“Cancer Screening Campaigns — Getting Past Uninformative Persuasion.” By Steven Woloshin, M.D., Lisa M. Schwartz, M.D., William C. Black, M.D., and Barnett S. Kramer, M.D., M.P.H., New England Journal of Medicine

For nearly a century, public health organizations, professional associations, patient advocacy groups, academics, and clinicians largely viewed cancer screening as a simple, safe way to save lives. Public health messages and campaigns reflected and amplified this view, aiming to maximize the population’s uptake of screening. One obvious approach was to use powerful tools of persuasion — including fear, guilt, and a sense of personal responsibility — to convince people to get screened. A simple recipe for persuasion is to make people feel vulnerable and then offer them hope, in the form of a simple strategy for protecting themselves. The standard approach is to induce vulnerability by emphasizing the risk people face, often framing statistics so as to provoke alarm, and then offer hope by exaggerating the benefit (and ignoring or minimizing the harms) of a risk-reducing intervention. Cancer screening ads are common marketing tools, built on hard-hitting messages rather than transparent information.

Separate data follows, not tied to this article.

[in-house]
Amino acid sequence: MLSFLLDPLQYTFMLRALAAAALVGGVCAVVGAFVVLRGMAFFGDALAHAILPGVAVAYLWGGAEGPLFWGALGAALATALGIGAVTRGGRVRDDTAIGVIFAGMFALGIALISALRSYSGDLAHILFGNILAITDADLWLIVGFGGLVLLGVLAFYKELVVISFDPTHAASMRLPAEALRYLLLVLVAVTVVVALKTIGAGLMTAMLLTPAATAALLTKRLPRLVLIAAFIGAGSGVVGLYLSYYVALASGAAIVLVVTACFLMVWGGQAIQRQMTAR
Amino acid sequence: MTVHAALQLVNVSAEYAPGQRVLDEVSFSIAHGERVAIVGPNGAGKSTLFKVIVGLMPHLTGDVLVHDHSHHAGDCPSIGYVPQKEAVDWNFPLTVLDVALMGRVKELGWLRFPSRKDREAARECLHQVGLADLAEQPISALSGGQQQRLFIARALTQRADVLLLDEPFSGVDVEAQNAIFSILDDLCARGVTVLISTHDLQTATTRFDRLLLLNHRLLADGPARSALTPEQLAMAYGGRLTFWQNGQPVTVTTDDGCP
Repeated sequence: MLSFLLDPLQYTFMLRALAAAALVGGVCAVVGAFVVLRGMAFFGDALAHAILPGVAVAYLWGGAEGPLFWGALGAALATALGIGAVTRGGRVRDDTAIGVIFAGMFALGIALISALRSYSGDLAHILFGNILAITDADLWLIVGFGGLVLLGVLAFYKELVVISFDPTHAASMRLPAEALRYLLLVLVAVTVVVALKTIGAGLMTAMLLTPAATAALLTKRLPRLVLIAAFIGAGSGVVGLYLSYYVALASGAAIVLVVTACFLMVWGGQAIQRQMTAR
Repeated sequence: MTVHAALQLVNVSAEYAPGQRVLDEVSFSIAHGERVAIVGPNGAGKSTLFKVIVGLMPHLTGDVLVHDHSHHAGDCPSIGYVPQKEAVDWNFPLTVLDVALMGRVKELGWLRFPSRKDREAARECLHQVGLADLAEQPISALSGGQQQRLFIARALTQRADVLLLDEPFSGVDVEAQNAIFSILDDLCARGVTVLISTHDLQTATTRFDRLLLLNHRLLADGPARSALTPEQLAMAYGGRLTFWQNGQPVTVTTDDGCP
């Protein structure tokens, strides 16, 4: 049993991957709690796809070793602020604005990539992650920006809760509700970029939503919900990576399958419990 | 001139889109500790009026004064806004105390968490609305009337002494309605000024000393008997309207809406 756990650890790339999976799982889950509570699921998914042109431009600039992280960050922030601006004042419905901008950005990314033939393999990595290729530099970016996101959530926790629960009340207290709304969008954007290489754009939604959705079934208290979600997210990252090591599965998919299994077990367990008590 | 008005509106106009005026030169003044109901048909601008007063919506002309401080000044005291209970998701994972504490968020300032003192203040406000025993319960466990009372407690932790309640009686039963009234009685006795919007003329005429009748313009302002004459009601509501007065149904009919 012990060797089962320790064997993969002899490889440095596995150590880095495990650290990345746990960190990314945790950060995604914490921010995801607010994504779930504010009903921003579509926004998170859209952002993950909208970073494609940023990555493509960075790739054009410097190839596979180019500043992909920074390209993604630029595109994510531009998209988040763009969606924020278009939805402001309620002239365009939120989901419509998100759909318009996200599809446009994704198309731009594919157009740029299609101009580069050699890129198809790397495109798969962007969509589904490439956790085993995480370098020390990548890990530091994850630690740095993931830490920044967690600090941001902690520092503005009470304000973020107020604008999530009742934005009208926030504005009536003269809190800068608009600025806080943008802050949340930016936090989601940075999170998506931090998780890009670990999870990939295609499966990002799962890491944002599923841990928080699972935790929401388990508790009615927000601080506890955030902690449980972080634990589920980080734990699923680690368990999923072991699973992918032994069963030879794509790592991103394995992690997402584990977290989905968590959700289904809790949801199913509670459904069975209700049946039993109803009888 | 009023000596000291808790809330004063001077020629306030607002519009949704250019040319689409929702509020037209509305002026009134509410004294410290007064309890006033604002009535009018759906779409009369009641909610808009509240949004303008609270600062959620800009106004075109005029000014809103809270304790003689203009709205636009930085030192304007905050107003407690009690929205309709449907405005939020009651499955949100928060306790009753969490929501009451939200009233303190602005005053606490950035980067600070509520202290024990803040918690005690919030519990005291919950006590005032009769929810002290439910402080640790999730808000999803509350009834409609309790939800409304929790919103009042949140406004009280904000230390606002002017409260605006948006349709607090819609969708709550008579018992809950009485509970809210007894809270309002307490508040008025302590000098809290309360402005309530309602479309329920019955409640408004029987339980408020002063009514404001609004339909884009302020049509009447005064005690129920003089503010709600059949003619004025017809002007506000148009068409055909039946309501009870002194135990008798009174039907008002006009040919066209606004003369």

Source: “Cancer Screening Campaigns — Getting Past Uninformative Persuasion.” By Steven Woloshin, M.D., Lisa M. Schwartz, M.D., William C. Black, M.D., and Barnett S. Kramer, M.D., M.P.H., New England Journal of Medicine 2012; 367:1677-1679 November 1, 2012 DOI: 10.1056/NEJMp1209407

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